Pain is a tricky medical problem because it’s impossible to measure or adequately communicate to another person. Tara Parker-Pope discusses how patients in pain use art to describe what they’re going through:
Sacramento resident Mark Collen, 47, is a former insurance salesman who suffers from chronic back pain. After his regular doctor retired due to illness, Mr. Collen was struggling to find a way to communicate his pain to a new doctor. Although he has no artistic training, he decided to create a piece of artwork to express his pain to the physician.
“It was only when I started doing art about pain, and physicians saw the art, that they understood what I was going through,” Mr. Collen said. “Words are limiting, but art elicits an emotional response.”
Mr. Collen wrote to pain doctors around the world to solicit examples of art from pain patients….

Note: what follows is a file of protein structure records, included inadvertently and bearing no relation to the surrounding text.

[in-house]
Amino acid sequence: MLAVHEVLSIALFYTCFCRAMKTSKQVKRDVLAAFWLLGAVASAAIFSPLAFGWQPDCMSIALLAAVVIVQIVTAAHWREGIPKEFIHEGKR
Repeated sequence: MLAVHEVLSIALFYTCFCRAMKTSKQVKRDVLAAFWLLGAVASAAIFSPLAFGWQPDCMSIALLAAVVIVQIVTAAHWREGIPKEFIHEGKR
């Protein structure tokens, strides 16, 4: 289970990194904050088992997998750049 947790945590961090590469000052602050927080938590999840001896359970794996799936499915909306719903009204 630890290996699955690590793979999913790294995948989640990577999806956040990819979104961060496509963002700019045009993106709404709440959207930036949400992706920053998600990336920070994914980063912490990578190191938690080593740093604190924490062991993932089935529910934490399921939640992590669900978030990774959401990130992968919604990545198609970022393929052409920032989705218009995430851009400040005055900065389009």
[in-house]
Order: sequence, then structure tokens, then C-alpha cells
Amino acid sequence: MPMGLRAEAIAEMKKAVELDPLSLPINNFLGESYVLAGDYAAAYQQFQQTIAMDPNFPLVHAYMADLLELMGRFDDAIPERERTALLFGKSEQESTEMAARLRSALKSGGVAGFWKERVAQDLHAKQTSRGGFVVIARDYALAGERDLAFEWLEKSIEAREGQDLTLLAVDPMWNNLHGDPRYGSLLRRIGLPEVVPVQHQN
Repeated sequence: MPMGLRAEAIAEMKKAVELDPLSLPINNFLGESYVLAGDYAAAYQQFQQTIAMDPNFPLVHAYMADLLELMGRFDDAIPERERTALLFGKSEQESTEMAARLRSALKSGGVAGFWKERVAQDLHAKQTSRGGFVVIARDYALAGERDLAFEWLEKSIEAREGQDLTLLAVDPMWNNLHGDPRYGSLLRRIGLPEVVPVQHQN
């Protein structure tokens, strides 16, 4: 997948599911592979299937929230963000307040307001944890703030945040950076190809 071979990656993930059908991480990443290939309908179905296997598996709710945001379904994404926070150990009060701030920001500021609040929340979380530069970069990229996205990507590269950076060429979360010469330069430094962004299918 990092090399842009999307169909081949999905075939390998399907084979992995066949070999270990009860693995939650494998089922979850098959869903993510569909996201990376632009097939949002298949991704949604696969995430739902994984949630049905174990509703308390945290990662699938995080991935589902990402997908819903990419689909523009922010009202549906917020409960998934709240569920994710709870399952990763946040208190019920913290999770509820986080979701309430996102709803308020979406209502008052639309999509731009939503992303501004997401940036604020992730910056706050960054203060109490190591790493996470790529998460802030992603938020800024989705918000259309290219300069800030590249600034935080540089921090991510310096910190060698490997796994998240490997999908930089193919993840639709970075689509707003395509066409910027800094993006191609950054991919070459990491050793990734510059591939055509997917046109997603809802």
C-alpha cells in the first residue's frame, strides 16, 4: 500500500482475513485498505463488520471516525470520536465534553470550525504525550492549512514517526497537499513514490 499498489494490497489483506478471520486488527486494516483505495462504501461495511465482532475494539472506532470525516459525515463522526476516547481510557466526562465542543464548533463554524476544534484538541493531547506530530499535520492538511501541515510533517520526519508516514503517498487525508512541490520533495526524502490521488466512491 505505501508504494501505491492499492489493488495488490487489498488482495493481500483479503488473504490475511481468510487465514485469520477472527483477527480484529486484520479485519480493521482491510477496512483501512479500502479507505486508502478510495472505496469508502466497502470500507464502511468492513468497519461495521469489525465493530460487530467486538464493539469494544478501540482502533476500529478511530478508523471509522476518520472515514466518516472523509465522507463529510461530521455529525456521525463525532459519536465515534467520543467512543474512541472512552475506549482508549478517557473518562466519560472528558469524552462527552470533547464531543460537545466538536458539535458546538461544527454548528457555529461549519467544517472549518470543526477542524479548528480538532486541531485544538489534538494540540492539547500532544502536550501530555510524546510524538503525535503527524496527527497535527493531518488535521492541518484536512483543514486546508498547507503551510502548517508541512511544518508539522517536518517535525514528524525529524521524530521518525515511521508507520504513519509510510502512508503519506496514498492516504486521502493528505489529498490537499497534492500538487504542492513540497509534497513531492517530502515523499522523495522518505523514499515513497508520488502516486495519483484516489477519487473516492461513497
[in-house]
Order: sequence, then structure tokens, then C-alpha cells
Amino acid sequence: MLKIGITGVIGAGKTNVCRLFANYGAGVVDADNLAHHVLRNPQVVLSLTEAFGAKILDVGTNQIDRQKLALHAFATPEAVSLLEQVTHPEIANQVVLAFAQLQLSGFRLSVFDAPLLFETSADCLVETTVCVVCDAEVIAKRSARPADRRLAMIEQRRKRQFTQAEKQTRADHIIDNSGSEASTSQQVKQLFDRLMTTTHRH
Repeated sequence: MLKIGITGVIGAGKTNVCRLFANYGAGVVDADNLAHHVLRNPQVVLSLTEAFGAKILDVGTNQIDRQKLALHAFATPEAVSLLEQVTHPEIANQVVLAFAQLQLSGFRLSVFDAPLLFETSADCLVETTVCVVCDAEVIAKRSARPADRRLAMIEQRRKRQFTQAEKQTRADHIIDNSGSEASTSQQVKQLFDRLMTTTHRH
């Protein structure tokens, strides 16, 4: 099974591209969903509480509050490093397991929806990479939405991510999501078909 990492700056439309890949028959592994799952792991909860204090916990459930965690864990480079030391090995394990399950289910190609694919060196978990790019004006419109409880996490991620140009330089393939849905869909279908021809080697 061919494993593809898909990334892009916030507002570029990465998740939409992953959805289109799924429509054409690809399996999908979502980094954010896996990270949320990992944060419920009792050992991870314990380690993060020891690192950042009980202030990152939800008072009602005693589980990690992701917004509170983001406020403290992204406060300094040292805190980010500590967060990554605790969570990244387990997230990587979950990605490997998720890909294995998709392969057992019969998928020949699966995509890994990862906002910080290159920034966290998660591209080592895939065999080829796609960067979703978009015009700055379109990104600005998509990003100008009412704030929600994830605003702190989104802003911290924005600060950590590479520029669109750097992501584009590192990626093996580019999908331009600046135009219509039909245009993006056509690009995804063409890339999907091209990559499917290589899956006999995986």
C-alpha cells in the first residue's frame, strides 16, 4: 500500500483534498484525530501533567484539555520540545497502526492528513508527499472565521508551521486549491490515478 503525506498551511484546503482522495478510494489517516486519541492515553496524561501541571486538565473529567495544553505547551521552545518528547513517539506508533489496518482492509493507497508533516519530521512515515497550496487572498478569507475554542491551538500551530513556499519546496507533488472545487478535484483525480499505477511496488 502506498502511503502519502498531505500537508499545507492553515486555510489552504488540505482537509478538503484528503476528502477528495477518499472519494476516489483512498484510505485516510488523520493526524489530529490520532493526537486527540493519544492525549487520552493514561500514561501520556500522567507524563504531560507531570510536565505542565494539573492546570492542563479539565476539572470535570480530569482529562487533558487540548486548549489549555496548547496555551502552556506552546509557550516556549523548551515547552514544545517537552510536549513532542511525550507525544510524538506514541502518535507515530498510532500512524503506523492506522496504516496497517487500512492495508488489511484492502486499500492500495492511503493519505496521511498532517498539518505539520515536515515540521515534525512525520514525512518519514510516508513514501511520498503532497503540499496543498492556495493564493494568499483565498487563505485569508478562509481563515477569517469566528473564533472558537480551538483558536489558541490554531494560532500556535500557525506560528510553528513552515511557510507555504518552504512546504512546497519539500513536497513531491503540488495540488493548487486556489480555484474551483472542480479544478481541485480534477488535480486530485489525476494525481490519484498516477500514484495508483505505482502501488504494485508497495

…Finding ways to communicate pain is essential to patients who are suffering, many of whom don’t receive adequate treatment from doctors. In January, Virtual Mentor, the American Medical Association Journal of Ethics, reported that certain groups are less likely to receive adequate pain care. Hispanics are half as likely as whites to receive pain medications in emergency rooms for the same injuries; older women of color have the highest likelihood of being undertreated for cancer pain; and being uneducated is a risk factor for poor pain care in AIDS patients, the journal reported.
The subjective nature of pain means that doctors often feel inclined to dismiss it, or assume that the patient is lying or exaggerating, especially if it fits in with the doctor’s preconceived stereotypical beliefs. It is therefore vital that doctors respect what patients say about their pain. If you are a patient, there is no need to feel shy about insisting forcefully that you are in pain: that is an area within your expertise, not the doctor’s.